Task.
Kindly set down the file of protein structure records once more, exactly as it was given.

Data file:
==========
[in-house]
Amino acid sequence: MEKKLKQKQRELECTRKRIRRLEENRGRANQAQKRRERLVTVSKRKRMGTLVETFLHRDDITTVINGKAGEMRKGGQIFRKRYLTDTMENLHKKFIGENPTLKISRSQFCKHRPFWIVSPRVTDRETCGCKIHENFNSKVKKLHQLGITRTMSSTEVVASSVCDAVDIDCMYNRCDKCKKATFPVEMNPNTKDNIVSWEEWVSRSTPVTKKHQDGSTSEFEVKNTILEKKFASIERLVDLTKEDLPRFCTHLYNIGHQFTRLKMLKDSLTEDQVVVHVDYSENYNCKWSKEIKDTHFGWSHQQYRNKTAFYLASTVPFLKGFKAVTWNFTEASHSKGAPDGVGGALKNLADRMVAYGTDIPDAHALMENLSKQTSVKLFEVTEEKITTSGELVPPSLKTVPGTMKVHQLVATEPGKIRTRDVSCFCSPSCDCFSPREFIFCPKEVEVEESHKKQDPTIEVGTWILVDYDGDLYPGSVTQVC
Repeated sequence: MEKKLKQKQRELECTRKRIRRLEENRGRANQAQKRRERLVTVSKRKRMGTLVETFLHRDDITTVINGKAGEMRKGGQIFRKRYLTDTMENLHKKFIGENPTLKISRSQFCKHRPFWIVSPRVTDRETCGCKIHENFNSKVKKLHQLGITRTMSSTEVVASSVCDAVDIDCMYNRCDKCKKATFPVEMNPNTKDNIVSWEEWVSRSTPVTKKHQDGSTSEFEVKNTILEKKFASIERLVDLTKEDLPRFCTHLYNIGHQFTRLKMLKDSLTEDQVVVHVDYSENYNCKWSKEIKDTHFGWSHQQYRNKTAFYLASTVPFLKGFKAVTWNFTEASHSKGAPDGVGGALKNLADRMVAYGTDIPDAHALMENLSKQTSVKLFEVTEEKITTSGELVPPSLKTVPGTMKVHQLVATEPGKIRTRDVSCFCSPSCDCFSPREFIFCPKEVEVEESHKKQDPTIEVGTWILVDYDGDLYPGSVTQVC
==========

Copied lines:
[in-house]
Amino acid sequence: MEKKLKQKQRELECTRKRIRRLEENRGRANQAQKRRERLVTVSKRKRMGTLVETFLHRDDITTVINGKAGEMRKGGQIFRKRYLTDTMENLHKKFIGENPTLKISRSQFCKHRPFWIVSPRVTDRETCGCKIHENFNSKVKKLHQLGITRTMSSTEVVASSVCDAVDIDCMYNRCDKCKKATFPVEMNPNTKDNIVSWEEWVSRSTPVTKKHQDGSTSEFEVKNTILEKKFASIERLVDLTKEDLPRFCTHLYNIGHQFTRLKMLKDSLTEDQVVVHVDYSENYNCKWSKEIKDTHFGWSHQQYRNKTAFYLASTVPFLKGFKAVTWNFTEASHSKGAPDGVGGALKNLADRMVAYGTDIPDAHALMENLSKQTSVKLFEVTEEKITTSGELVPPSLKTVPGTMKVHQLVATEPGKIRTRDVSCFCSPSCDCFSPREFIFCPKEVEVEESHKKQDPTIEVGTWILVDYDGDLYPGSVTQVC
Repeated sequence: MEKKLKQKQRELECTRKRIRRLEENRGRANQAQKRRERLVTVSKRKRMGTLVETFLHRDDITTVINGKAGEMRKGGQIFRKRYLTDTMENLHKKFIGENPTLKISRSQFCKHRPFWIVSPRVTDRETCGCKIHENFNSKVKKLHQLGITRTMSSTEVVASSVCDAVDIDCMYNRCDKCKKATFPVEMNPNTKDNIVSWEEWVSRSTPVTKKHQDGSTSEFEVKNTILEKKFASIERLVDLTKEDLPRFCTHLYNIGHQFTRLKMLKDSLTEDQVVVHVDYSENYNCKWSKEIKDTHFGWSHQQYRNKTAFYLASTVPFLKGFKAVTWNFTEASHSKGAPDGVGGALKNLADRMVAYGTDIPDAHALMENLSKQTSVKLFEVTEEKITTSGELVPPSLKTVPGTMKVHQLVATEPGKIRTRDVSCFCSPSCDCFSPREFIFCPKEVEVEESHKKQDPTIEVGTWILVDYDGDLYPGSVTQVC